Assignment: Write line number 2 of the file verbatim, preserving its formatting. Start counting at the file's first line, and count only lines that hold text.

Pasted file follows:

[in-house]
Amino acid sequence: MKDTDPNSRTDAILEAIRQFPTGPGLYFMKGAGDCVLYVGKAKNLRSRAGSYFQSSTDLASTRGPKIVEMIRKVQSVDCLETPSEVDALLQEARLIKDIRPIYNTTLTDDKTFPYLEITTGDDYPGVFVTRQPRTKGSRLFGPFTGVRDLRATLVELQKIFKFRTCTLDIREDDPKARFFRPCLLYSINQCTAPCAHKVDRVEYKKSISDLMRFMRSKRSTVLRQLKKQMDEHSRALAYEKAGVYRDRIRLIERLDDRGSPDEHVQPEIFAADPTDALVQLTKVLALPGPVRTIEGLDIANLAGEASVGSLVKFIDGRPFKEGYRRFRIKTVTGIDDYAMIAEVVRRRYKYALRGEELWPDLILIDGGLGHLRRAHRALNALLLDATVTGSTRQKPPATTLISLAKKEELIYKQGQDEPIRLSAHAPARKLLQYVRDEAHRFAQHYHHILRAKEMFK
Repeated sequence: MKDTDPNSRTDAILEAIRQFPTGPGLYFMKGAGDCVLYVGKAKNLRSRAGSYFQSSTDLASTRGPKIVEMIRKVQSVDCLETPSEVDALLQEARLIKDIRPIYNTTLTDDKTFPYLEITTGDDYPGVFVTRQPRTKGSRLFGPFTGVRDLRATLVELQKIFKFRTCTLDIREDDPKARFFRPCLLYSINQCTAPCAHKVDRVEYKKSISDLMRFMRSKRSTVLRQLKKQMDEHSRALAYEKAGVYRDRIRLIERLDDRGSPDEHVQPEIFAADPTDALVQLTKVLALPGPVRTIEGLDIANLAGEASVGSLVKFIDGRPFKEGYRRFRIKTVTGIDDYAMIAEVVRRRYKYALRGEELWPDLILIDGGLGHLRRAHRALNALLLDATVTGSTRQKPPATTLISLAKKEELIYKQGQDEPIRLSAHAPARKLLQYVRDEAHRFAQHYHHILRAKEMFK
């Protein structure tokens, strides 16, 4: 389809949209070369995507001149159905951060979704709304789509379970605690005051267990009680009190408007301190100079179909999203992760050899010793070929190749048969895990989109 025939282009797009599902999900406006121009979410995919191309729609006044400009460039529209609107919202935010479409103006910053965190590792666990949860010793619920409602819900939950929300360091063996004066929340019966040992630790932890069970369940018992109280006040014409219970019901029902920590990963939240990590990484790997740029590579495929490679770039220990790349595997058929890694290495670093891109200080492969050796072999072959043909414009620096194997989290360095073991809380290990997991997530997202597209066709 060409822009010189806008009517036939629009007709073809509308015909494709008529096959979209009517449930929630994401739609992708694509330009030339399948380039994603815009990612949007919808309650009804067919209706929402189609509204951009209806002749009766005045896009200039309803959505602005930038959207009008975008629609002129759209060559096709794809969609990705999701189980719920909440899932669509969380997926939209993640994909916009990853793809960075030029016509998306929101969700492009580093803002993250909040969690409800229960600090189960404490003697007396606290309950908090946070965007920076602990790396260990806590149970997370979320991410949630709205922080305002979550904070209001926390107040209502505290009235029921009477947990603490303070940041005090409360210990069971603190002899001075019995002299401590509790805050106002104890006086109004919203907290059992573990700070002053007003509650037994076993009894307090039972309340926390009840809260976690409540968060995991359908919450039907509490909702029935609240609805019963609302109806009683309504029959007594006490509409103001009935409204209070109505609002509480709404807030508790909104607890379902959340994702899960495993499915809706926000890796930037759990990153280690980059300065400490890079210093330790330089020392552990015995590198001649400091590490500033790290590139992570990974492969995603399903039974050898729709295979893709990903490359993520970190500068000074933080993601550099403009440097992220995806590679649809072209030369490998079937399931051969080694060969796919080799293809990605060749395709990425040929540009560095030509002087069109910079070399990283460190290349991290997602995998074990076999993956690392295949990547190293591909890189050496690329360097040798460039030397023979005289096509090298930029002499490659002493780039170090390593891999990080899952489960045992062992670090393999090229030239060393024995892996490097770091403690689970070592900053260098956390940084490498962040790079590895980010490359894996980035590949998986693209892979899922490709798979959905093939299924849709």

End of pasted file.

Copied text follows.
Amino acid sequence: MKDTDPNSRTDAILEAIRQFPTGPGLYFMKGAGDCVLYVGKAKNLRSRAGSYFQSSTDLASTRGPKIVEMIRKVQSVDCLETPSEVDALLQEARLIKDIRPIYNTTLTDDKTFPYLEITTGDDYPGVFVTRQPRTKGSRLFGPFTGVRDLRATLVELQKIFKFRTCTLDIREDDPKARFFRPCLLYSINQCTAPCAHKVDRVEYKKSISDLMRFMRSKRSTVLRQLKKQMDEHSRALAYEKAGVYRDRIRLIERLDDRGSPDEHVQPEIFAADPTDALVQLTKVLALPGPVRTIEGLDIANLAGEASVGSLVKFIDGRPFKEGYRRFRIKTVTGIDDYAMIAEVVRRRYKYALRGEELWPDLILIDGGLGHLRRAHRALNALLLDATVTGSTRQKPPATTLISLAKKEELIYKQGQDEPIRLSAHAPARKLLQYVRDEAHRFAQHYHHILRAKEMFK